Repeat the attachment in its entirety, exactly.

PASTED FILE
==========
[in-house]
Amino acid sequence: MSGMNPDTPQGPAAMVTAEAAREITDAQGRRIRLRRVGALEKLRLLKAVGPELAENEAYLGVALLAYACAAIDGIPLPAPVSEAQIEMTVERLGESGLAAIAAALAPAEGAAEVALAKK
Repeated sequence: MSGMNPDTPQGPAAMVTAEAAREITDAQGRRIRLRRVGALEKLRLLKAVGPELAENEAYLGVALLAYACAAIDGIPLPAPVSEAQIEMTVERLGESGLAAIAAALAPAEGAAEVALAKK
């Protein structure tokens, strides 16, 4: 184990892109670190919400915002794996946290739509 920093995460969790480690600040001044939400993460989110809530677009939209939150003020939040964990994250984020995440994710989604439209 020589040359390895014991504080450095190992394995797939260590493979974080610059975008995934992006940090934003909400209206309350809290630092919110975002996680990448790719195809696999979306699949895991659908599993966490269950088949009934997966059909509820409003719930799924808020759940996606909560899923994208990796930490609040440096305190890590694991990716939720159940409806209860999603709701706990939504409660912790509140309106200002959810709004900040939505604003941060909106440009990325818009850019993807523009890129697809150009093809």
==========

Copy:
[in-house]
Amino acid sequence: MSGMNPDTPQGPAAMVTAEAAREITDAQGRRIRLRRVGALEKLRLLKAVGPELAENEAYLGVALLAYACAAIDGIPLPAPVSEAQIEMTVERLGESGLAAIAAALAPAEGAAEVALAKK
Repeated sequence: MSGMNPDTPQGPAAMVTAEAAREITDAQGRRIRLRRVGALEKLRLLKAVGPELAENEAYLGVALLAYACAAIDGIPLPAPVSEAQIEMTVERLGESGLAAIAAALAPAEGAAEVALAKK
């Protein structure tokens, strides 16, 4: 184990892109670190919400915002794996946290739509 920093995460969790480690600040001044939400993460989110809530677009939209939150003020939040964990994250984020995440994710989604439209 020589040359390895014991504080450095190992394995797939260590493979974080610059975008995934992006940090934003909400209206309350809290630092919110975002996680990448790719195809696999979306699949895991659908599993966490269950088949009934997966059909509820409003719930799924808020759940996606909560899923994208990796930490609040440096305190890590694991990716939720159940409806209860999603709701706990939504409660912790509140309106200002959810709004900040939505604003941060909106440009990325818009850019993807523009890129697809150009093809």